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Chris Young, the fly ball pitcher, was a danger for the hitter friendly ballpark in which the Rangers played. Adam Eaton had pitched serviceably over the previous two years and seemed like a good fit for the Rangers. Furthermore, it was assumed that maybe the National League hitters were catching onto Aki’s deceptive delivery, and that he could return to his amazing 2004 numbers in the American League, where he hadn’t been seen. Nevertheless, the trade extremely benefited the Padres for many years to come.

For the Rangers, Akinora did have some resurgent success. In the 2006 season he was installed as the closer and achieved 32 saves with a 2.11 ERA. After 2006, Otsuka started to have arm issues including tightness in his shoulder, which landed him on the D.L. in 2007 and elbow surgery in 2008.

Eventually, Akinora Otsuka returned to Japan as a player/manager for the Shinano Grandserows and as a pitching coach for the Chunichi Dragons.

Aki created many ties to the current Padres’ organization since joining the club in 2003.

First of all, Aki is and was a great teammate and had a great attitude that many players who played with him appreciated. Trevor Hoffman stated, “He’s just not full of himself, he’s just a good dude, a really good dude.”  Speaking of Trevor, a great moment and an ode to Akinora’s appreciation for San Diego is demonstrated in the first ever World Baseball Classic in 2006. Aki returned to San Diego as a pitcher for Team Japan. Upon entry into the game, in the 8th inning, the song ‘Hell’s Bells’ was played over the loud speakers. Aki stated that this was a demonstration of appreciation for his great friend, Trevor Hoffman, and the city of San Diego. In the game, Otsuka recorded a one and two-thirds inning save as Team Japan defeated Cuba 10 to 6.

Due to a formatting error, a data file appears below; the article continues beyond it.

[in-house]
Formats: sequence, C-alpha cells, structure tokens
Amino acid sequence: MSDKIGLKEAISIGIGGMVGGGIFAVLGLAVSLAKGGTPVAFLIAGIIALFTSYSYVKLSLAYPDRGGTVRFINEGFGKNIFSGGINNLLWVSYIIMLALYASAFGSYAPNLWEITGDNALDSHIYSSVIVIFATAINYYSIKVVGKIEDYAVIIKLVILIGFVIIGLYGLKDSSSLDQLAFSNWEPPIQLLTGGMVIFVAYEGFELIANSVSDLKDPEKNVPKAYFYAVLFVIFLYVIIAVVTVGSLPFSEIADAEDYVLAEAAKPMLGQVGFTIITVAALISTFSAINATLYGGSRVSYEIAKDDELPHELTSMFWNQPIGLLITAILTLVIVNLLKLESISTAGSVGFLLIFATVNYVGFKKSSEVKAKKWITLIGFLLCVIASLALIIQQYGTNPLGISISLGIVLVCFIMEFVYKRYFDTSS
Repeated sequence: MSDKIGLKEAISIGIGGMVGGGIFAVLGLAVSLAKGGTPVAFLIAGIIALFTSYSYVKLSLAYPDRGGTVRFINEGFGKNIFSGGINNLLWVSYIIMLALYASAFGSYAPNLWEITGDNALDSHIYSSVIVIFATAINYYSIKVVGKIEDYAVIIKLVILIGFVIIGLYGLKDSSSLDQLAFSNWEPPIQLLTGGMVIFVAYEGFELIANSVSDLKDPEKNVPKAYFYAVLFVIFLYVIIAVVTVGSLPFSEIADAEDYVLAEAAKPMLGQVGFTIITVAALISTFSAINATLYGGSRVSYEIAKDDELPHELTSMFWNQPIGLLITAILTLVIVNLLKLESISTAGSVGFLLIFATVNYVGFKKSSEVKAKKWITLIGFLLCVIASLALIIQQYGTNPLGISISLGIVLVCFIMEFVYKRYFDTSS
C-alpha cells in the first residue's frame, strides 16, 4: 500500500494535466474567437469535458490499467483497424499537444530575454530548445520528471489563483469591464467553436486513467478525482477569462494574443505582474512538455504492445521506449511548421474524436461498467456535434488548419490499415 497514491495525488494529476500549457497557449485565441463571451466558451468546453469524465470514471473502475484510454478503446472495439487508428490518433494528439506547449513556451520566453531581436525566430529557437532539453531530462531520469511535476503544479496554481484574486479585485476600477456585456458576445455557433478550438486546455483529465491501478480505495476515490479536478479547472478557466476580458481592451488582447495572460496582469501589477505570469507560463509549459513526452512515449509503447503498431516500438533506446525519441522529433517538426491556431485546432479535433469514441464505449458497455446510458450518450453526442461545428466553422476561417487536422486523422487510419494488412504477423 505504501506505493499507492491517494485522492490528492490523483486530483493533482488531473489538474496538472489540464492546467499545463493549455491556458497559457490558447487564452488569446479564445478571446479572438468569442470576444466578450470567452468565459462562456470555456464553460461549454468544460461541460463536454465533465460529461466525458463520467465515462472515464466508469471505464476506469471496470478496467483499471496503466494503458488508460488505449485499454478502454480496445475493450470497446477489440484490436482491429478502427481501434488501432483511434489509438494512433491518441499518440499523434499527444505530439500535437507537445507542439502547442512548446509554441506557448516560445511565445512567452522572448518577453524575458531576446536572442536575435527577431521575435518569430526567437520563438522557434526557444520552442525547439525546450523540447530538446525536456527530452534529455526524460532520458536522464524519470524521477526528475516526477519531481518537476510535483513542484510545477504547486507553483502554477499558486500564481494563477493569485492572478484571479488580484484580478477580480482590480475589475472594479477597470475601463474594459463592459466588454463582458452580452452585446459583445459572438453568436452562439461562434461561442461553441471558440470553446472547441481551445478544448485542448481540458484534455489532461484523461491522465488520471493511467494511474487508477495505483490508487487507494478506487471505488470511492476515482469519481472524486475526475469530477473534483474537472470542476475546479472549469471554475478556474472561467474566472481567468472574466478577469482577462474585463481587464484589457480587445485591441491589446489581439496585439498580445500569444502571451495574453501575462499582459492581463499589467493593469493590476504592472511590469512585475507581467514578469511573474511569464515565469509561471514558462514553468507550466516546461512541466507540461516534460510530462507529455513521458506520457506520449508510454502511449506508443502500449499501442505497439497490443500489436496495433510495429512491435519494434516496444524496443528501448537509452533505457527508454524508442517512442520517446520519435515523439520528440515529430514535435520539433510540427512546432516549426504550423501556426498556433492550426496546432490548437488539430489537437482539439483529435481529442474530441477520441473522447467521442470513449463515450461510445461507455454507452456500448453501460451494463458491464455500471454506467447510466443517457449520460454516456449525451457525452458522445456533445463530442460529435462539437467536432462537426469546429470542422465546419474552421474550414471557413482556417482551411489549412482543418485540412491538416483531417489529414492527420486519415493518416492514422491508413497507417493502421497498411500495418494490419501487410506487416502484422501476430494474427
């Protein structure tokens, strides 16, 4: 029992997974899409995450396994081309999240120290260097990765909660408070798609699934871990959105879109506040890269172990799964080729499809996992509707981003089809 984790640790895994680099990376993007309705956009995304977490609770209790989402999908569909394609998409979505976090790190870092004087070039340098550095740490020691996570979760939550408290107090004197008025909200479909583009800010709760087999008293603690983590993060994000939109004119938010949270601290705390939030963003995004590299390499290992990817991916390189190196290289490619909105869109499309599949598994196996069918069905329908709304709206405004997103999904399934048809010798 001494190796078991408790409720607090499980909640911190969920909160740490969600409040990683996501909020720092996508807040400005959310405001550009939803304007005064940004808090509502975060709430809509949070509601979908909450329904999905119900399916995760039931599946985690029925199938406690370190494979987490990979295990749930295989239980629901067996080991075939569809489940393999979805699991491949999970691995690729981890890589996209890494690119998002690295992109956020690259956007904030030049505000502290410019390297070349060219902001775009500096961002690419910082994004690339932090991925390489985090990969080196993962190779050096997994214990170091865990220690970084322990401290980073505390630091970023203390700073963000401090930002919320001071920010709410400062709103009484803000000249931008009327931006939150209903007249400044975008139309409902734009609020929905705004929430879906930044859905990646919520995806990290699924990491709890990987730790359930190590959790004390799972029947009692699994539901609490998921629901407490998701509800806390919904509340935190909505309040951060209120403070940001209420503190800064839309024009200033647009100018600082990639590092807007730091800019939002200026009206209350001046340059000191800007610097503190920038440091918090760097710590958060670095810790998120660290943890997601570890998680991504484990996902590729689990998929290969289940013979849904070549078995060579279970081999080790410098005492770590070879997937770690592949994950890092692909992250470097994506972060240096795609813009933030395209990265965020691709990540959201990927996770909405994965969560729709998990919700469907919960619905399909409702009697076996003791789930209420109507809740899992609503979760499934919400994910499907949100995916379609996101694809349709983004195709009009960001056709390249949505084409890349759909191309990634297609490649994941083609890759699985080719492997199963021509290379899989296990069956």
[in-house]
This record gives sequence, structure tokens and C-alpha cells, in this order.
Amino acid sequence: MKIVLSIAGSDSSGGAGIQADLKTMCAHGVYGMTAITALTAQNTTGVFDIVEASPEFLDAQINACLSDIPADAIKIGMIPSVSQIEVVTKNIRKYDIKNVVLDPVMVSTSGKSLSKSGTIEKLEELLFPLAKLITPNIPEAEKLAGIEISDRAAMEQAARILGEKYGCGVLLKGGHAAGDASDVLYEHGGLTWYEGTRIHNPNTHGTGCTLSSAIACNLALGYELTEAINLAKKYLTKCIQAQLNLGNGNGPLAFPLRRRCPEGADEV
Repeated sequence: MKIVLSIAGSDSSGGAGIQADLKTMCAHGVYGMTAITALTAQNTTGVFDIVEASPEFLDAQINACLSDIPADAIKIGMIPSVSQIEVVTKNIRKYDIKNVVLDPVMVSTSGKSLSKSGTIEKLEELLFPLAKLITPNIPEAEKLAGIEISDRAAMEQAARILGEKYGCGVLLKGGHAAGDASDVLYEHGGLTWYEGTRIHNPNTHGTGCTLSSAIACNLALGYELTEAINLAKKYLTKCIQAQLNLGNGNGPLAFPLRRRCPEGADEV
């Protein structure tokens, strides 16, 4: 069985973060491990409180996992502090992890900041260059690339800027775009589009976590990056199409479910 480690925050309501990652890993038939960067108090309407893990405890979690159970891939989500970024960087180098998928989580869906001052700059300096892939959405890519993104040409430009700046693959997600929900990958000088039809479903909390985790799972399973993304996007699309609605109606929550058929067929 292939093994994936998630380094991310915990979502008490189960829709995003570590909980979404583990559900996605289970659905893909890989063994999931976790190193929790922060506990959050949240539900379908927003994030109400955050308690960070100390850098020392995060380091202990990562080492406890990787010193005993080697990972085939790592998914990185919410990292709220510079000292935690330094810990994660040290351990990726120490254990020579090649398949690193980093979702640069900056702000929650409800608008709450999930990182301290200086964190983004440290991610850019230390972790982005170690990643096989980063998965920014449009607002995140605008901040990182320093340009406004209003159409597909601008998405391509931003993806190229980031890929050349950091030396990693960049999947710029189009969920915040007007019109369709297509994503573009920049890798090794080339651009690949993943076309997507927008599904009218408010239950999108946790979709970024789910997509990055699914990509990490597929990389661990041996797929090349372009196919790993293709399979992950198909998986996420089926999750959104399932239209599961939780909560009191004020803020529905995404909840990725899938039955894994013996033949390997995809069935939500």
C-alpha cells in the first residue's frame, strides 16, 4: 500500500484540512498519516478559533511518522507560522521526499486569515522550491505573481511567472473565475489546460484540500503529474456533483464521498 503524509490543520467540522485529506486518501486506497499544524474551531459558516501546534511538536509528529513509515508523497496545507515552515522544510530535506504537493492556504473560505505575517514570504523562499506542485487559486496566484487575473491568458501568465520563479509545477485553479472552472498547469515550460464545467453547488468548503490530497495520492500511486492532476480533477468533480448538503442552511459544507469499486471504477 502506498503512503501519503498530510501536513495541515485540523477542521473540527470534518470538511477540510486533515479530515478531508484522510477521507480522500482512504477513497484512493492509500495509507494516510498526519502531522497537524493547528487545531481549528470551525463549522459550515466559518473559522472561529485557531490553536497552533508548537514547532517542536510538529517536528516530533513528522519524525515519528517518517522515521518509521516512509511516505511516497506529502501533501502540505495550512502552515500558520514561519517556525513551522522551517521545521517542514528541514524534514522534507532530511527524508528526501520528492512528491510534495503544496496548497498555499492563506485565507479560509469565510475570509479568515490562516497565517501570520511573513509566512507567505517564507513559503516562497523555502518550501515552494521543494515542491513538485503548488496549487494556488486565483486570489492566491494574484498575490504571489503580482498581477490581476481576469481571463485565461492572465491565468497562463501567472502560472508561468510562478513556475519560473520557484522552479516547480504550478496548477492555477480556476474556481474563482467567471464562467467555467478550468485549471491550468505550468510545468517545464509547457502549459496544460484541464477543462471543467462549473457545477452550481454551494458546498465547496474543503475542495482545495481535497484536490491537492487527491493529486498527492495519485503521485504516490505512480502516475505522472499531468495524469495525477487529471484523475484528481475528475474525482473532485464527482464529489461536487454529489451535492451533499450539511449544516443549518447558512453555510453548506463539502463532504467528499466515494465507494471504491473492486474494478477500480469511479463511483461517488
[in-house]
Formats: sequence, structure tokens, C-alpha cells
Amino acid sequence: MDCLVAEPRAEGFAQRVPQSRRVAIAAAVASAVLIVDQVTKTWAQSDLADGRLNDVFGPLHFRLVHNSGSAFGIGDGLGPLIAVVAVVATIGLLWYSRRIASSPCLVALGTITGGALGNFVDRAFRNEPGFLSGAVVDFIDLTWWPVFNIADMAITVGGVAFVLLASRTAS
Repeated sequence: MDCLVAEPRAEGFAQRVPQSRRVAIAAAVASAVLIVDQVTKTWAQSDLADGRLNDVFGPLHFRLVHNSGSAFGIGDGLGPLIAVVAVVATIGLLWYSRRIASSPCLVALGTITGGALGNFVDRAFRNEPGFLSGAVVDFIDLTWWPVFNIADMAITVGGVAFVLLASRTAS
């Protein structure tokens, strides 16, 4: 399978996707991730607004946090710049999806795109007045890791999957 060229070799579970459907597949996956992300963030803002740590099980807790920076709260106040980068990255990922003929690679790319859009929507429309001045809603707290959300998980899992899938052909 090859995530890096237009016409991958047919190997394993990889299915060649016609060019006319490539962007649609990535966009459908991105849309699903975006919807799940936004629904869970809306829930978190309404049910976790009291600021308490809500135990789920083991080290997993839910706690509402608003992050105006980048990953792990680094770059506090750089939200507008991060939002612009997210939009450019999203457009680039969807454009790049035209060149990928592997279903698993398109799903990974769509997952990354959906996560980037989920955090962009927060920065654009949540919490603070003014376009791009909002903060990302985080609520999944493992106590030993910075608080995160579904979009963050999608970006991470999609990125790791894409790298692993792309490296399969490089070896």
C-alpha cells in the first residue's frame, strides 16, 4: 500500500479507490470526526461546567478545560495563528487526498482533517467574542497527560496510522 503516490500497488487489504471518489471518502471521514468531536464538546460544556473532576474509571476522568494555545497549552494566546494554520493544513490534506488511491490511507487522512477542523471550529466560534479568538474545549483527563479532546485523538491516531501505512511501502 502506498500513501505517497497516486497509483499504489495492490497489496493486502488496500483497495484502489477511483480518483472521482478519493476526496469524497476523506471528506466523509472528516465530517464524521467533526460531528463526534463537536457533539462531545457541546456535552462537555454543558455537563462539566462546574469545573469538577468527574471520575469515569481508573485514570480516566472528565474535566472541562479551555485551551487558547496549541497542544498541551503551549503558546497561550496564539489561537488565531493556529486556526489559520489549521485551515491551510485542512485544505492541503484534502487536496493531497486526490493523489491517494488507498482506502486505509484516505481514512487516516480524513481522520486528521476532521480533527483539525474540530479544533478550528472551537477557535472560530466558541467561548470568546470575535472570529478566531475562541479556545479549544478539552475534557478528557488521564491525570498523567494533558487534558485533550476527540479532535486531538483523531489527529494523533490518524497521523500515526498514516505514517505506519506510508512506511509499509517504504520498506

He then continued to use the entry song as a closer for the Texas Rangers. Otsuka stated, ““It is out of respect to Hoffy, I am very comfortable in this role because of Hoffman. He taught me how to prepare and respect being a closer. Mind control, and how to forget.”  Another tie to the Padres’ organization is the fact that A.J. Preller, the clubs general manager, was a member of the front office of the Rangers when Aki played there. Of the current situation in which Aki will work for the Padres organization, and their impressive prospect-filled minor league bullpens, and as a PCL scout for the Japanese Chunichi Dragons, Preller states that, “Aki brings a lot to the table…”.

For Otsuka, this is a great opportunity to further his coaching career by gaining valuable experience coaching the American game. Padres esteemed pitching coach, Darren Balsley, states, “It’s hard not to have a good relationship with Aki; he’s just such a great dude. But he can be intense when he needs to be. He’s going to be a good coach. There’s no doubt in my mind. A very, very good coach.”

So once again, San Diego fans can keep their eye on the charismatic and affable Akinori Otsuka. Fans can either travel to El Paso to see a Chihuahua home game, or better yet, see them in Las Vegas when playing the 51’s. Maybe, they can go watch a University of San Diego Toreros baseball game and catch Mr. Otsuka watching his son playing baseball as a freshman this season. Or, and most favorably, maybe Aki will star in another one of Corky’s Pest Control’s hilarious videos!

(The original featuring Aki aired on T.V. and is titled, “Aki vs. Ants, Picnic!” and is a great part of Padres nostalgia).